Wal-Mart declined to make executives available for interviews about the grocery test, which started Saturday. In early March, asked about the possibility of an online grocery ordering service, Steve Nave, senior vice president and general manager of Walmart.com, would not discuss specifics.

“One of the great things about Wal-Mart is we’ll put something out there, test and learn from it,” he said. “I would say nothing is off limits.”

Other grocers, including Safeway and Peapod, which is affiliated with Giant Food, offer a similar service. Choose grocery items via a Web site, select a delivery time and the groceries are dropped off at your house. Fresh Direct and AmazonFresh, neither of which are run by brick-and-mortar grocers, also offer a grocery delivery service.

But some grocers have said it is not a good use of resources. Supervalu, for instance, ceased offering online grocery delivery in 2009, saying most of its customers would prefer to get groceries in a store. And one of the more notorious dot-com busts was Webvan, a grocery delivery service that went bankrupt in 2001.

Delivery charges for Wal-Mart to Go start at $5.

For the test, Wal-Mart is shipping groceries from a San Jose store, packing them in tote bags and delivering them in temperature-controlled trucks that the company owns. Deliveries can be scheduled for the next day.

Currently, the groceries available lean toward prepackaged goods. Customers cannot order beef to specifications, for instance — they must buy precut meat in a range of packages. And in the produce category, while fresh mangoes and bananas are available, oranges and lemons come in bags of several pounds rather than individually.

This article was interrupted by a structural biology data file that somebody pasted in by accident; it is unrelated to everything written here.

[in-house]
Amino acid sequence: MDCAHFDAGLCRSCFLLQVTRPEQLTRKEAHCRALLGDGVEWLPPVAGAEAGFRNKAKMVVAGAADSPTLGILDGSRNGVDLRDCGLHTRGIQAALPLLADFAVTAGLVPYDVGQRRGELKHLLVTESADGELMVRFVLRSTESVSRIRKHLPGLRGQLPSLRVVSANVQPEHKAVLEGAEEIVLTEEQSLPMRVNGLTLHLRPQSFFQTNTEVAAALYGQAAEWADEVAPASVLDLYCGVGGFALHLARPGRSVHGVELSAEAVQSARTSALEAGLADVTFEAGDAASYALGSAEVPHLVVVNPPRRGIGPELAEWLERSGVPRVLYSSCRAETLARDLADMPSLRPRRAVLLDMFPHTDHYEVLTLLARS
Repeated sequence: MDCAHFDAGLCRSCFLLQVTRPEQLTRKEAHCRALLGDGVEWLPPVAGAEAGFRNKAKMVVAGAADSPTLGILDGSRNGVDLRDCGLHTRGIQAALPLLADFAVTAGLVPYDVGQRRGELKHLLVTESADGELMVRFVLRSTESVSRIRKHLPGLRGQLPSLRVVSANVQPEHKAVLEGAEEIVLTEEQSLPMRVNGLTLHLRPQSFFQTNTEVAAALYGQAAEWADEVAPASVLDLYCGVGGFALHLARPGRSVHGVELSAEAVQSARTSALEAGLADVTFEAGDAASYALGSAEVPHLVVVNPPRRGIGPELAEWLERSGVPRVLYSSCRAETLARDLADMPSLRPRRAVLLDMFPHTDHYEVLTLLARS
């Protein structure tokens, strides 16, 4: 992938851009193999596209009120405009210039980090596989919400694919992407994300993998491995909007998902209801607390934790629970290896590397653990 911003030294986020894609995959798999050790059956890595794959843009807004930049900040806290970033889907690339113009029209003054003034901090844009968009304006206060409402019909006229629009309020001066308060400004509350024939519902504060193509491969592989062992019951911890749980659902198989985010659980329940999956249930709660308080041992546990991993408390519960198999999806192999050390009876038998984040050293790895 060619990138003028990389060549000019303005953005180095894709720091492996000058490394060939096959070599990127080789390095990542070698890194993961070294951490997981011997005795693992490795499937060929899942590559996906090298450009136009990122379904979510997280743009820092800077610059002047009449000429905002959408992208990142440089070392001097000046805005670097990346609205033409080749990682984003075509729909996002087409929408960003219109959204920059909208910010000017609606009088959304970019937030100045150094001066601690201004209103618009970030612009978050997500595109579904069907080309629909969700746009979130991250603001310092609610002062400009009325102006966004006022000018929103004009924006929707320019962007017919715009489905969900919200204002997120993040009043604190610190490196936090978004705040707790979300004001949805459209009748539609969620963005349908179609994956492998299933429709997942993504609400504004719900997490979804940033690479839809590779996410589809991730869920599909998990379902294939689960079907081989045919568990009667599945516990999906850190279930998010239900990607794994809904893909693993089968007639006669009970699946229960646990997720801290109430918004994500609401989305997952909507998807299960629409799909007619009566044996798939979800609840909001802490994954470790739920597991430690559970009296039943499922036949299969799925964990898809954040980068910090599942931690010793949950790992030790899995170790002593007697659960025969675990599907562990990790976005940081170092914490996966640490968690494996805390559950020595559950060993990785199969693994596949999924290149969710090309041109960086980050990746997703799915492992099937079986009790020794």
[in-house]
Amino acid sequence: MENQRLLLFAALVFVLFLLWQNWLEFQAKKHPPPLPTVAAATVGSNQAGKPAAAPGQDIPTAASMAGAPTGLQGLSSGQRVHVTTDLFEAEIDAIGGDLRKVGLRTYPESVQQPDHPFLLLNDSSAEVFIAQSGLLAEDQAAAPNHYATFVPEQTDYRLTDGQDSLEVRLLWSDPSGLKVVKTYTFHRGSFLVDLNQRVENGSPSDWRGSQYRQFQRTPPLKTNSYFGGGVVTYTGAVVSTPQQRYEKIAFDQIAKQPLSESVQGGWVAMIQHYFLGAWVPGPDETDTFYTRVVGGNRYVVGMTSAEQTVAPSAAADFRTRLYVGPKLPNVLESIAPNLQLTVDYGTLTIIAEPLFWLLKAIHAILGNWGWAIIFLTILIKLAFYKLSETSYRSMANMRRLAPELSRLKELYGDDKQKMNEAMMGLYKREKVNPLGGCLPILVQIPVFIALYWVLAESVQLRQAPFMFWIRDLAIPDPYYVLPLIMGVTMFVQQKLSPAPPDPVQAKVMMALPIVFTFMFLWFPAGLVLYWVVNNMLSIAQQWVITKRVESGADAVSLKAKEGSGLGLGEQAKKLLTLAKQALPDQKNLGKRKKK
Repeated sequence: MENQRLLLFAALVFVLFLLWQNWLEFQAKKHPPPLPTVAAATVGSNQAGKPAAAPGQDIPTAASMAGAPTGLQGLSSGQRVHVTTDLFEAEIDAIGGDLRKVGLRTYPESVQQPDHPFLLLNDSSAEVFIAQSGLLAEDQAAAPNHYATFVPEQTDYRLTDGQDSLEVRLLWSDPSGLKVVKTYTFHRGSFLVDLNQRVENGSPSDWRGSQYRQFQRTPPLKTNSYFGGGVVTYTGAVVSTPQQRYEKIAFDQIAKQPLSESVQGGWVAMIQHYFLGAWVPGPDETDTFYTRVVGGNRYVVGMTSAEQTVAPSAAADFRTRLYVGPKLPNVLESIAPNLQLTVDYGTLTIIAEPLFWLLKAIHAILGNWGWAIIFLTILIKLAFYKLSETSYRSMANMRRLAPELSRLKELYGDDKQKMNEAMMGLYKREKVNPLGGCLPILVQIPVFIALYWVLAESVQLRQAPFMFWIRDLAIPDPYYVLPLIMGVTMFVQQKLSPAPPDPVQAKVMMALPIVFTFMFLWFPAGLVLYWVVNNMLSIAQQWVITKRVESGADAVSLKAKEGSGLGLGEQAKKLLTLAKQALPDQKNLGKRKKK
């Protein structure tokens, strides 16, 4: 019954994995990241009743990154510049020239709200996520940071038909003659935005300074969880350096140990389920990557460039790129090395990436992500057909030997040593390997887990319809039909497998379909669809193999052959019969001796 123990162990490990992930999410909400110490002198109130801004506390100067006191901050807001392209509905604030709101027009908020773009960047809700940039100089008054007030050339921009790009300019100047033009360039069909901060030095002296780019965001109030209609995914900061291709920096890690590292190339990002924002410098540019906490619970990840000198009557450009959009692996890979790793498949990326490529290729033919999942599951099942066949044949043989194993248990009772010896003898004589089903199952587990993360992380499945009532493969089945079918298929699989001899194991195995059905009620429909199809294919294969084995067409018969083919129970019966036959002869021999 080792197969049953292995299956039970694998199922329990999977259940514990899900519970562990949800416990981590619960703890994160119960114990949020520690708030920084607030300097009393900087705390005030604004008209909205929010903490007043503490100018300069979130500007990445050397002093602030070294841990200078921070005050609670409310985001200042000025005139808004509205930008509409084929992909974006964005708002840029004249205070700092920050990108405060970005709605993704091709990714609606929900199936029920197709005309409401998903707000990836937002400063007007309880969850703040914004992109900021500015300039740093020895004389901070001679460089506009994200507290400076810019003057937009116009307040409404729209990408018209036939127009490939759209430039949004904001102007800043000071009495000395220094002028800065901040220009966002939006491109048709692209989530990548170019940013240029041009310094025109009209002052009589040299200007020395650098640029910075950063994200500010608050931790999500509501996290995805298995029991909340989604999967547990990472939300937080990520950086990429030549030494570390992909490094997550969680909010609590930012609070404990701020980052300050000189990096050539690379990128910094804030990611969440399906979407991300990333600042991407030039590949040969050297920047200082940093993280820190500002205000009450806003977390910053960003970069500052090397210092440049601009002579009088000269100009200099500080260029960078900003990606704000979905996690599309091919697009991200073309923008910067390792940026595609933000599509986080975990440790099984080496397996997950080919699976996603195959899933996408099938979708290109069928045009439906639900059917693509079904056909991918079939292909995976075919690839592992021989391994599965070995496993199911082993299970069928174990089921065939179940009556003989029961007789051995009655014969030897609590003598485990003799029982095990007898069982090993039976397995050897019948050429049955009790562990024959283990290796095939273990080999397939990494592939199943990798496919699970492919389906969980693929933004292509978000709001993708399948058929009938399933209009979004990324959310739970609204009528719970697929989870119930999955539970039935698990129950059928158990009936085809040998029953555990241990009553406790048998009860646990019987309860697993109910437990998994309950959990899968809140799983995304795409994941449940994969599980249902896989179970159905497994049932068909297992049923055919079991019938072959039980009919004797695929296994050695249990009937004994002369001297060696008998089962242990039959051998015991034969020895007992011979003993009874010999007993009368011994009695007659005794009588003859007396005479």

Its prices are competitive. A 64-ounce carton of Horizon milk was $3.50 on Wal-Mart’s site, $3.99 from Peapod and $4.29 on Fresh Direct.

Sixteen ounces of celery at Wal-Mart to Go was $1.98, where 16 ounces of celery at Peapod was $3.29 and at Fresh Direct $3.49.

On shelf-stable food like crackers and candy, Wal-Mart had a broad selection — it sells 12 varieties of Triscuits, for instance, versus 10 at Peapod and two at Fresh Direct.

Wal-Mart is the biggest grocer in the country — according to estimates from Janney Capital Markets, it has about 33 percent market share in the United States. Kroger has 9 percent, Safeway 5 percent, Supervalu 4 percent and Target 3 percent, according to Janney. And groceries account for more than half of Wal-Mart’s American revenue, excluding figures from Sam’s Club.

Craig Johnson, president of the consulting firm Customer Growth Partners, said that the move made some sense.

Wal-Mart’s big stores are patronized for large stock-up trips, not for on-the-go grocery shopping, he said, and the delivery could help address that issue.

Yet Wal-Mart would need to tackle questions like how to deliver groceries on a wider scale (use its own trucks? rent a fleet? use U.P.S.?), and how to handle and keep safe prepared foods like sandwiches or ready-made dinners rather than just basic groceries, Mr. Johnson said.

“These are not simple operations to set up profitably, as Webvan and a host of others have found out over the years,” he said.

Article source: http://feeds.nytimes.com/click.phdo?i=d04d425407ba3defe3f87858339dc661